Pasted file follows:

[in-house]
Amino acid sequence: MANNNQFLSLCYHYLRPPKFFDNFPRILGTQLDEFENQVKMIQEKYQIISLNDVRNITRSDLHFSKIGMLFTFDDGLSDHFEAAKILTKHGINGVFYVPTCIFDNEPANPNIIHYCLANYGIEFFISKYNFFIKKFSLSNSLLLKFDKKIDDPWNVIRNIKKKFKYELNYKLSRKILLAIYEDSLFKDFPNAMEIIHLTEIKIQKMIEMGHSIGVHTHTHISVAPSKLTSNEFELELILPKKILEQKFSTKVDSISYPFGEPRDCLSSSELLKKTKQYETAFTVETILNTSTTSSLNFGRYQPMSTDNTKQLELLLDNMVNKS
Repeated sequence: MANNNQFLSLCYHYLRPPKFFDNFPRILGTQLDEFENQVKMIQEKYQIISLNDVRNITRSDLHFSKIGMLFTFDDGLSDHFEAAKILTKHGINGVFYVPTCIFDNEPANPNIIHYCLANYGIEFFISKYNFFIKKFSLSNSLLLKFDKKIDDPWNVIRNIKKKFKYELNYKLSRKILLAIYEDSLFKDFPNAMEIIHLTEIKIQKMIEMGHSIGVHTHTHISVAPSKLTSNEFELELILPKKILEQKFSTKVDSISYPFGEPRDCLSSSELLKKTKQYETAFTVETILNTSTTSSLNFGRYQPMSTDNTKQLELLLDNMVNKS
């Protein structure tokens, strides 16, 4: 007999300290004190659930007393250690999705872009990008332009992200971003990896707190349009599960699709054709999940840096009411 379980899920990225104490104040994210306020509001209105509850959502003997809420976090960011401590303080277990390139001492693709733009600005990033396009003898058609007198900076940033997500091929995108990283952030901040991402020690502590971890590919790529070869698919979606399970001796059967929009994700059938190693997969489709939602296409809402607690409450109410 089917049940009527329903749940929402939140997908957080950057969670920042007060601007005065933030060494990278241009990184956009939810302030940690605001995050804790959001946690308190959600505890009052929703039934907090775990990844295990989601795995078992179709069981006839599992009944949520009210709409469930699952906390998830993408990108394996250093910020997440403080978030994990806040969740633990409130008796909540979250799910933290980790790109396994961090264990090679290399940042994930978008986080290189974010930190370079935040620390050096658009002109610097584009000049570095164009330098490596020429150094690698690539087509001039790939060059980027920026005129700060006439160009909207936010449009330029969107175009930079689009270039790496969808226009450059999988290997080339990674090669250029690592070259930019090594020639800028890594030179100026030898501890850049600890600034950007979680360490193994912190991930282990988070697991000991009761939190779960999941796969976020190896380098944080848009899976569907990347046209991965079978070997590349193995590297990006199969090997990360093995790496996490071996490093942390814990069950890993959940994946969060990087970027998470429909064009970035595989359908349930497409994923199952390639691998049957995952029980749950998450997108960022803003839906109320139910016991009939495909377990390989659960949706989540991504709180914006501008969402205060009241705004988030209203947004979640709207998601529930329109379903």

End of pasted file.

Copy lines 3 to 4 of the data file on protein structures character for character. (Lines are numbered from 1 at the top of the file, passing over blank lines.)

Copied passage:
Repeated sequence: MANNNQFLSLCYHYLRPPKFFDNFPRILGTQLDEFENQVKMIQEKYQIISLNDVRNITRSDLHFSKIGMLFTFDDGLSDHFEAAKILTKHGINGVFYVPTCIFDNEPANPNIIHYCLANYGIEFFISKYNFFIKKFSLSNSLLLKFDKKIDDPWNVIRNIKKKFKYELNYKLSRKILLAIYEDSLFKDFPNAMEIIHLTEIKIQKMIEMGHSIGVHTHTHISVAPSKLTSNEFELELILPKKILEQKFSTKVDSISYPFGEPRDCLSSSELLKKTKQYETAFTVETILNTSTTSSLNFGRYQPMSTDNTKQLELLLDNMVNKS
């Protein structure tokens, strides 16, 4: 007999300290004190659930007393250690999705872009990008332009992200971003990896707190349009599960699709054709999940840096009411 379980899920990225104490104040994210306020509001209105509850959502003997809420976090960011401590303080277990390139001492693709733009600005990033396009003898058609007198900076940033997500091929995108990283952030901040991402020690502590971890590919790529070869698919979606399970001796059967929009994700059938190693997969489709939602296409809402607690409450109410 089917049940009527329903749940929402939140997908957080950057969670920042007060601007005065933030060494990278241009990184956009939810302030940690605001995050804790959001946690308190959600505890009052929703039934907090775990990844295990989601795995078992179709069981006839599992009944949520009210709409469930699952906390998830993408990108394996250093910020997440403080978030994990806040969740633990409130008796909540979250799910933290980790790109396994961090264990090679290399940042994930978008986080290189974010930190370079935040620390050096658009002109610097584009000049570095164009330098490596020429150094690698690539087509001039790939060059980027920026005129700060006439160009909207936010449009330029969107175009930079689009270039790496969808226009450059999988290997080339990674090669250029690592070259930019090594020639800028890594030179100026030898501890850049600890600034950007979680360490193994912190991930282990988070697991000991009761939190779960999941796969976020190896380098944080848009899976569907990347046209991965079978070997590349193995590297990006199969090997990360093995790496996490071996490093942390814990069950890993959940994946969060990087970027998470429909064009970035595989359908349930497409994923199952390639691998049957995952029980749950998450997108960022803003839906109320139910016991009939495909377990390989659960949706989540991504709180914006501008969402205060009241705004988030209203947004979640709207998601529930329109379903």